But a jury (supposedly, a jury of the physician's peers) found that this pile of evidence and statistics means nothing -- any man over 50 should get the PSA blood test.

And yet, consider what a jury would say if the doctor neglected EBM and ordered PSA tests on people who didn't need to be screened. What if that doctor aggressively followed up a high PSA and started all kinds of interventions that did nothing but disrupt a patient's final years? Is that what they really want? or would they turn around and call it malpractice?

The title of the JAMA piece is "Winners and Losers", and it ends on a truly discouraging note (the winner = the plaintiff's lawyer). The only way I can deal with these miscarriages of justice is to believe that the defendant's lawyer dropped the ball. The author/defendant indicates that they never responded to the plaintiff's attack on EBM -- they seemed to rest on the facts of the case, and the national guidelines.

So, I hope that maybe a better defense lawyer could have responded to the attacks, persuaded the jury, and won the case. This is my wishful thinking, of course, and is increasingly unsupported by the evidence.

UPDATE: the link to the original post at Kevin, MD is fixed. And the original, original article is from the January 7th 2004 JAMA, "Winners and Losers".

Sing, Goddess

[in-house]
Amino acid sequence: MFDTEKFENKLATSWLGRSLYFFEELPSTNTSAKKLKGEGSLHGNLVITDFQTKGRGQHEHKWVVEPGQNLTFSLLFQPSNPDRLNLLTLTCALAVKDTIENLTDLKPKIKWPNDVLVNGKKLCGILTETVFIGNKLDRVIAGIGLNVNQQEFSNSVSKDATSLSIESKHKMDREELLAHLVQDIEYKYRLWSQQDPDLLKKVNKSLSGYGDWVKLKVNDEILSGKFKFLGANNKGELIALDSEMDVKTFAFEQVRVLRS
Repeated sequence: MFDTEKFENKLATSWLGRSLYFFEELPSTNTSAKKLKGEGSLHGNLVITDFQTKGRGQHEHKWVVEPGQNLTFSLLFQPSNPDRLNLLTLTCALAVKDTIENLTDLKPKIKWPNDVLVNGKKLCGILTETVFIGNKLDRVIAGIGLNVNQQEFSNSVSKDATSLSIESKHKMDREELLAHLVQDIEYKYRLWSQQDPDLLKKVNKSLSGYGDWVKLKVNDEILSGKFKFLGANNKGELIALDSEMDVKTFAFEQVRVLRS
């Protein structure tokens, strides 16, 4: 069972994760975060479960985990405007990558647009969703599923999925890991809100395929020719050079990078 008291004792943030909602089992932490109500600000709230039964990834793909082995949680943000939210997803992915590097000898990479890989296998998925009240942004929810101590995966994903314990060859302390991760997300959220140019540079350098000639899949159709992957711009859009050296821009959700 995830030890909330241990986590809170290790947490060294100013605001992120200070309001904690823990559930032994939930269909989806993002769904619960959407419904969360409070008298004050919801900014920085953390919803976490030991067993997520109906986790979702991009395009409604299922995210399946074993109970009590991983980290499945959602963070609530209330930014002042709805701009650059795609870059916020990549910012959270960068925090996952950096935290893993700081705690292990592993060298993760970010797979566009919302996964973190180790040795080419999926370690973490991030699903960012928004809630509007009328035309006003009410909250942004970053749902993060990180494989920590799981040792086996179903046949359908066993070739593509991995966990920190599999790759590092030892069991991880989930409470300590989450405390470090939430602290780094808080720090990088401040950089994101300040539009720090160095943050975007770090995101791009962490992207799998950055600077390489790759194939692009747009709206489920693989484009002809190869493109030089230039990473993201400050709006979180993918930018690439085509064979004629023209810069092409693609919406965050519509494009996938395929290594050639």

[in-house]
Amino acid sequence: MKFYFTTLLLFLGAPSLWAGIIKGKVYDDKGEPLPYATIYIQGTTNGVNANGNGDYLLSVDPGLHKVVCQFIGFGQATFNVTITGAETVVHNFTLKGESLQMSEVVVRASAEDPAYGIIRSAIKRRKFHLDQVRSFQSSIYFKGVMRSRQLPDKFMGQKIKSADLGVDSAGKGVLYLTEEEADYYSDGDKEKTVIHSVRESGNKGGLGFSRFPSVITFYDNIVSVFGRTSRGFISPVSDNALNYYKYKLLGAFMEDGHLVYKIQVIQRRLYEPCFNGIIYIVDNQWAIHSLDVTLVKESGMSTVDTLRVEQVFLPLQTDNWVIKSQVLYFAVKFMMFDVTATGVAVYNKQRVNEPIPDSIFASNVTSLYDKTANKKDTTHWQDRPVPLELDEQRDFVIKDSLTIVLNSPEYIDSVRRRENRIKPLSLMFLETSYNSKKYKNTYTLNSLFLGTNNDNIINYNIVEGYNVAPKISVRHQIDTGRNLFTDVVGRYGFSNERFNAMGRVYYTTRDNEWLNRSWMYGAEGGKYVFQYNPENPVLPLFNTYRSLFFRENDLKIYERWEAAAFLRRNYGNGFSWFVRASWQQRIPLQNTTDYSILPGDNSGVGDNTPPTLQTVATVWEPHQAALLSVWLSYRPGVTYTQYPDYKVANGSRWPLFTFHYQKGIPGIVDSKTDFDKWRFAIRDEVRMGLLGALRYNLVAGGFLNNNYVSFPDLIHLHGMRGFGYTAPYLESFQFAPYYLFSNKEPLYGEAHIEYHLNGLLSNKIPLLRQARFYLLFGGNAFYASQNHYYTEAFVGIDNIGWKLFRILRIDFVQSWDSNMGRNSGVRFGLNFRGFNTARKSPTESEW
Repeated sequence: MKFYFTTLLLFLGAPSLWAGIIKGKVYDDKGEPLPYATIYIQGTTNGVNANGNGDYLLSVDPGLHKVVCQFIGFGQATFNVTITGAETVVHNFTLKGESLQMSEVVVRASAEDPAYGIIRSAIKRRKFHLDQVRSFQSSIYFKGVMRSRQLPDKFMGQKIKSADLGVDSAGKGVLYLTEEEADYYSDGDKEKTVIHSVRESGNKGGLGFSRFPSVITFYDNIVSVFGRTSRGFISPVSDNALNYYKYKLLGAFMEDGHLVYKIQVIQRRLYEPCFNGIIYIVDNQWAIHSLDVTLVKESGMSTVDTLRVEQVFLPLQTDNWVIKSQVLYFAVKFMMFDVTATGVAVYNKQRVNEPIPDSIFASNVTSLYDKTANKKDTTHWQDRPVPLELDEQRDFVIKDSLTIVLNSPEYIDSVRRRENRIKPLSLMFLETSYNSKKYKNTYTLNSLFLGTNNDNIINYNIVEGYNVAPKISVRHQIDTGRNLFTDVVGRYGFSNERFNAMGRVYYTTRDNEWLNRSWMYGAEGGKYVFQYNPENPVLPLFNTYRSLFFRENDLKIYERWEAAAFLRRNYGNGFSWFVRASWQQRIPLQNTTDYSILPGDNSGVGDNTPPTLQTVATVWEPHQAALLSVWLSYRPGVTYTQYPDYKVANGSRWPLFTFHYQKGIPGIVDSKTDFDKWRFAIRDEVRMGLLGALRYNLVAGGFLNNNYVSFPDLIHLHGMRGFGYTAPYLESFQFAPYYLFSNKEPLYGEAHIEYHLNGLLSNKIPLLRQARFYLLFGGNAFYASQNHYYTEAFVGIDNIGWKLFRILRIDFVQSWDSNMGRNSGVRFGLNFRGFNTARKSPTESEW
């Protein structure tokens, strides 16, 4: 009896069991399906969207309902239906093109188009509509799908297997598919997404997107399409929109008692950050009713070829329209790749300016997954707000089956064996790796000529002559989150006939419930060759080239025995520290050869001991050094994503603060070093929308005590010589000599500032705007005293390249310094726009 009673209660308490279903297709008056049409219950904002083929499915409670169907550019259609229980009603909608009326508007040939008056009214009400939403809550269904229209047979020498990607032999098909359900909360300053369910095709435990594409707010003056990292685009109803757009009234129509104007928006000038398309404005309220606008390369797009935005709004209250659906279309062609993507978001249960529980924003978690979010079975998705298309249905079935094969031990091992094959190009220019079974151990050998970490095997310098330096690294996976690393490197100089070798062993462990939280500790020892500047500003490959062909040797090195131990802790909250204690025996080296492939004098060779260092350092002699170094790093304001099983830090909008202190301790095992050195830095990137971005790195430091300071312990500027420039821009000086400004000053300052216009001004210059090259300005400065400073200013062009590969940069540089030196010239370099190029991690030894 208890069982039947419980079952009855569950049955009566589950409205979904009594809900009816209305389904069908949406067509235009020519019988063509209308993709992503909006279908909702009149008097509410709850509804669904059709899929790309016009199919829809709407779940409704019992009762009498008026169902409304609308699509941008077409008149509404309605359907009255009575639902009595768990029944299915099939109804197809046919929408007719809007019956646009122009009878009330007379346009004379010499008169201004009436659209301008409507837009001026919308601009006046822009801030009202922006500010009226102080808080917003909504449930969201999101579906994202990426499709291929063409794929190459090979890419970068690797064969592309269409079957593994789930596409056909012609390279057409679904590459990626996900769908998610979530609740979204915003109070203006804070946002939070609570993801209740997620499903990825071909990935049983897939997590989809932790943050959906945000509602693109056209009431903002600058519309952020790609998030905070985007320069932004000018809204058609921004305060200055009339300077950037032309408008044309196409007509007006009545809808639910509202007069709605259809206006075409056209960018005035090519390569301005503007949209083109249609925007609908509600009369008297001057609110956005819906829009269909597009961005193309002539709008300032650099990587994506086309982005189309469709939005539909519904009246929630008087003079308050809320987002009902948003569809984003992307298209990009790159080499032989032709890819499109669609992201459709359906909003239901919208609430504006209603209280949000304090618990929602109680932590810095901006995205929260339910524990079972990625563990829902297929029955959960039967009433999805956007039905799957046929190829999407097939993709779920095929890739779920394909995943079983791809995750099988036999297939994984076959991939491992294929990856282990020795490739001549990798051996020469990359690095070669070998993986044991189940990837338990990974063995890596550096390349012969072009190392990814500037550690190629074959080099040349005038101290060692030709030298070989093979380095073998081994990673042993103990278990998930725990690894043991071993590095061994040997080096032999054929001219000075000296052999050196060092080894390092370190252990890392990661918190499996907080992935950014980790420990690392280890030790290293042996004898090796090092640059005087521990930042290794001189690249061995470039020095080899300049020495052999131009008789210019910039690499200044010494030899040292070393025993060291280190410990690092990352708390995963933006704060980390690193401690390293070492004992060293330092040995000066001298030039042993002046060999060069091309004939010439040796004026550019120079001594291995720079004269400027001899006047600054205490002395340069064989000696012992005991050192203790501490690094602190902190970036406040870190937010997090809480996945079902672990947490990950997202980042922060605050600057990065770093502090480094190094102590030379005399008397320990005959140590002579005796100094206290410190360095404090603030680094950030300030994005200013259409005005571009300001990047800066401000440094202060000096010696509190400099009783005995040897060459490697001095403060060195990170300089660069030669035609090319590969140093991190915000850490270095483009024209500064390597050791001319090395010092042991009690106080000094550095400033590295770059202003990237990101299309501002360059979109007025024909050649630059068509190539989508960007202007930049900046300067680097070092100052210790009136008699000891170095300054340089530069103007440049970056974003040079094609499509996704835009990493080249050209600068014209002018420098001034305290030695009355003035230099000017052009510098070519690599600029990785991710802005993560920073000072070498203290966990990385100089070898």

McBride's finished sulking in the tent of OB/GYN, and the epic struggle for universal health care takes a surprising turn.

Beware Greeks bearing gifts... and libertarians arguing compassion.

Beyond the pale

Hepatitis A can cause fulminant liver failure up to 1% of infected patients. I once saw a young patient who was at the brink (AST was 12,000 at one point) before her liver started to get better. After she came out of the ICU, all my team could really do was watch and offer supportive care.

We tracked her numbers as she healed. As expected, even as other liver markers start to decline, bilirubin levels show a mild, delayed increase. My patient became a little jaundiced.

Then, during morning rounds on the day of her planned discharge, her skin appeared bronze! The labs indicated her AST was now below 1000, and her total bilirubin was only 5.4, up a few notches the day prior.

I ran these trends by her, but added, cautiously, that I couldn't explain why she looked so much more jaundiced today.

She laughed and revealed, "I just put on my tanning cream."

Of course. Something to add to one's differential of painless jaundice: Nosocomial spread of tanning cream.

UPDATE: Tanning is apparently a common side effect of the phototherapy used to relieve neonatal jaundice. Who's an expert on this? Dr. Tan, naturally.


Daily Show host Jon Stewart's honorary doctorate speech to the grads of William & Mary is really very good (Hat tip: Grahamazon).

Stewart has a grander scope than Conan O'Brien did in his speech to Harvard four years ago, but then again, these are more trying times. Both comedians also drive home the point that taking risks, and failing occasionally, can lead to success, or at the very least, good comic material years down the road.